A more technical thingy that probably explain this behaviour is that youre using backticks in a linux command and the backticks allows you to assign the output of a shell command to a variable. So the terminal interpreter is probably trying to do something that you didn't mind, which is probably the reason why you're getting those error messages as well.

Code blocks in markdown format, like what we use here to show code are meant to be in the documentation of the project and git is not meant for that, it's "just" a VCS or version control system.
If you use GitLab for example, you'll see a wiki menu item inside your project to add documentation. In Atlassian tools it's called confluence and so on. Or you can simply use the Readme.md file you should have in the root of your project :)

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baenencalin profile image
Calin Baenen Author

Because I want to convey something is part of the code. If you read what I was doing you'd understand better. (Sorry if that sounds a little harsh or sassy.)

I was doing it so I could say:

I changed `TypeName` because ...
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joelbonetr profile image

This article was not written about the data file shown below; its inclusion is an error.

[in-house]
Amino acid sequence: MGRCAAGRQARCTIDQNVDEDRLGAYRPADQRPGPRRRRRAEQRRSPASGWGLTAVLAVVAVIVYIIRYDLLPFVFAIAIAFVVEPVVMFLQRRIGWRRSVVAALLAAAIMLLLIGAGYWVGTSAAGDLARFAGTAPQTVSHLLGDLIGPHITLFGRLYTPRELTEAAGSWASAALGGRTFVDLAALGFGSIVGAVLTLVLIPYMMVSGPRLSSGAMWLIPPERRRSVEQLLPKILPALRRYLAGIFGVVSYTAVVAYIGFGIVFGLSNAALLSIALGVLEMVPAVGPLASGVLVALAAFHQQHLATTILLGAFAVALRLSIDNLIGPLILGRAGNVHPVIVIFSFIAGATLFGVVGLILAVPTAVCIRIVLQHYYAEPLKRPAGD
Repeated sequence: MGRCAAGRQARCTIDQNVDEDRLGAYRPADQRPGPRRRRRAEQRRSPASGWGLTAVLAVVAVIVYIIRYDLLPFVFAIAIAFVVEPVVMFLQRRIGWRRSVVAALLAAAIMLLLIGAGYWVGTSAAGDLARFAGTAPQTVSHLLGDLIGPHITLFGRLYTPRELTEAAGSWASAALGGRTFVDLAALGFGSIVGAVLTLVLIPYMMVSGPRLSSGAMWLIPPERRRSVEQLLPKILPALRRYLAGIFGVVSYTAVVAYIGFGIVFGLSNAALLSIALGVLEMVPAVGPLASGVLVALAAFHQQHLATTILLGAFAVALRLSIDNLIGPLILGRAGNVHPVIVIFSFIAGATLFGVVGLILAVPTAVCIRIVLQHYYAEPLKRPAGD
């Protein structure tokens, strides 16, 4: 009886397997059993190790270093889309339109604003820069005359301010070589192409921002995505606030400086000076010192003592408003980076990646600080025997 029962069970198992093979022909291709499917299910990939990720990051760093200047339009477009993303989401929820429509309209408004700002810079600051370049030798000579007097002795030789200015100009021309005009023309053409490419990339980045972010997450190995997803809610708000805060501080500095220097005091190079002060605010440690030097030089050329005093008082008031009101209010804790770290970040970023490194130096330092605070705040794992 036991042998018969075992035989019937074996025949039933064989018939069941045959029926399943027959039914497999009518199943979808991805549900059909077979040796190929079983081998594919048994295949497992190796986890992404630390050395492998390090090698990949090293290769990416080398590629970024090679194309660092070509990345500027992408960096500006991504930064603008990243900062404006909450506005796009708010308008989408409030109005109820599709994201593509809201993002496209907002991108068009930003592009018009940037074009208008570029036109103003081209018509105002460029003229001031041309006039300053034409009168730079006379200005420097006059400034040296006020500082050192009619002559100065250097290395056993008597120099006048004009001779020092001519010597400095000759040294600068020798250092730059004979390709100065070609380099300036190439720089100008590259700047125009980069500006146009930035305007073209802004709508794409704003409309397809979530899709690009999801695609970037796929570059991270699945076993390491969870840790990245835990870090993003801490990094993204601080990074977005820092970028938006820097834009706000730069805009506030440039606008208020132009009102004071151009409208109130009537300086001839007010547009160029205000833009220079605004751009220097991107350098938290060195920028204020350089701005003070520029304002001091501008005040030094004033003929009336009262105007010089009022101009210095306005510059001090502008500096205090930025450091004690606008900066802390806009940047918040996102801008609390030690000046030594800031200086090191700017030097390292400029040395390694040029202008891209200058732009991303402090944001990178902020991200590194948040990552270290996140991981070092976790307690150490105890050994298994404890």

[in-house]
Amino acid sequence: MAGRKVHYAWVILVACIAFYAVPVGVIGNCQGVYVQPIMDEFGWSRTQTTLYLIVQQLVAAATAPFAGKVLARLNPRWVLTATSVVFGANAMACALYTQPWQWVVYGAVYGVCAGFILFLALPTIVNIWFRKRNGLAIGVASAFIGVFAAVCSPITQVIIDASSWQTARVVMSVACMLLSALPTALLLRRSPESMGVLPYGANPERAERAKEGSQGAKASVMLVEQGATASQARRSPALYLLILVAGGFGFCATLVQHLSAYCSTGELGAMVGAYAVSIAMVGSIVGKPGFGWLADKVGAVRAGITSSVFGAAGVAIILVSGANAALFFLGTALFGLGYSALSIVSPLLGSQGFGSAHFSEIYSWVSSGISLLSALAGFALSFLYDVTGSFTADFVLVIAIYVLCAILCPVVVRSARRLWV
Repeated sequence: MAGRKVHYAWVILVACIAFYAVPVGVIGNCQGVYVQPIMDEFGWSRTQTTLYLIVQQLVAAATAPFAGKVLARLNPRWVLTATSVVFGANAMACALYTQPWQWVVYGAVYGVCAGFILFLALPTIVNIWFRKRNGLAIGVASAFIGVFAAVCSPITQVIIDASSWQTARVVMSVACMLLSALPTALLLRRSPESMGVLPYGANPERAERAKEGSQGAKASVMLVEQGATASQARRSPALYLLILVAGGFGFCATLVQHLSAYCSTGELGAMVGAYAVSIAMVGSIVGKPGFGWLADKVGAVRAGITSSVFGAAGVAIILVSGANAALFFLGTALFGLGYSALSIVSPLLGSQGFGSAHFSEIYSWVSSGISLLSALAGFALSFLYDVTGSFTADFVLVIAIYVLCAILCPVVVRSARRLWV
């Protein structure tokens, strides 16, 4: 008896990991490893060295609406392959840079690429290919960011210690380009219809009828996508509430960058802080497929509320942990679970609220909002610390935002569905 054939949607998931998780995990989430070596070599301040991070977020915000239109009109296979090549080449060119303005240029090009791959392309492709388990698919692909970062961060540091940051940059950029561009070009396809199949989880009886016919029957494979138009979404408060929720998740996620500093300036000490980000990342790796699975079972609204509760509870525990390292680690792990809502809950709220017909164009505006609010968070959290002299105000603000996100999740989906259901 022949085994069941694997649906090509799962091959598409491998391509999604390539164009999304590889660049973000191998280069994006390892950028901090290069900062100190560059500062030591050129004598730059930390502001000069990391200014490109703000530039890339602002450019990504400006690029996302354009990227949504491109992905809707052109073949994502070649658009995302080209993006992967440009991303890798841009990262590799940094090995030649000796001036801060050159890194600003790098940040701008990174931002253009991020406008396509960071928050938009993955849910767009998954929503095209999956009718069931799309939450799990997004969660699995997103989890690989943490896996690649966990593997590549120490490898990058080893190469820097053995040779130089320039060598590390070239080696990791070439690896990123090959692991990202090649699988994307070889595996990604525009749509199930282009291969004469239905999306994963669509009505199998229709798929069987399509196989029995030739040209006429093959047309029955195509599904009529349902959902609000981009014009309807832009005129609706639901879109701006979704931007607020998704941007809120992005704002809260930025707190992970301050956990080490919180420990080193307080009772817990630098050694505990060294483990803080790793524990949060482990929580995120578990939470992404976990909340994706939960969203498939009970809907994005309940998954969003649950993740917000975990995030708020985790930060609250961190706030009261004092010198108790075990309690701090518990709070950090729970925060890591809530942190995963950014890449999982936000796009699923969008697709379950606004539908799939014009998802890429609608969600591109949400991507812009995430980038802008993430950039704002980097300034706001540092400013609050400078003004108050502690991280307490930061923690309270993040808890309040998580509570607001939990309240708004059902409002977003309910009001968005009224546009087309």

JoelBonetR • Edited on

Long story short, you can't. To use markdown (that's the notation based on which backticks are formatted as code) you need something that is able to read markdown and transform the output to something formatted, just like with any other markup language (html is another markup language as well and you cannot add html links or any other tag neither).

Moreover it will need to be interpreted by the repo website (gitlab, github, bitbucket...) And any git GUI (sourcetree, gitkraken...) Which won't happen.

Even if you end up wrapping it up as string (maybe using double quotes at the beginning and at the end of the text or so) you won't see the formatting you expect, because it will be interpreted as plain text.

Git history is not the place to give explanations neither, you don't say
"I changed getUsers function because...[explanation]",

Instead, you say:
"Updated getUsers feature to provide the new phoneNumber model property"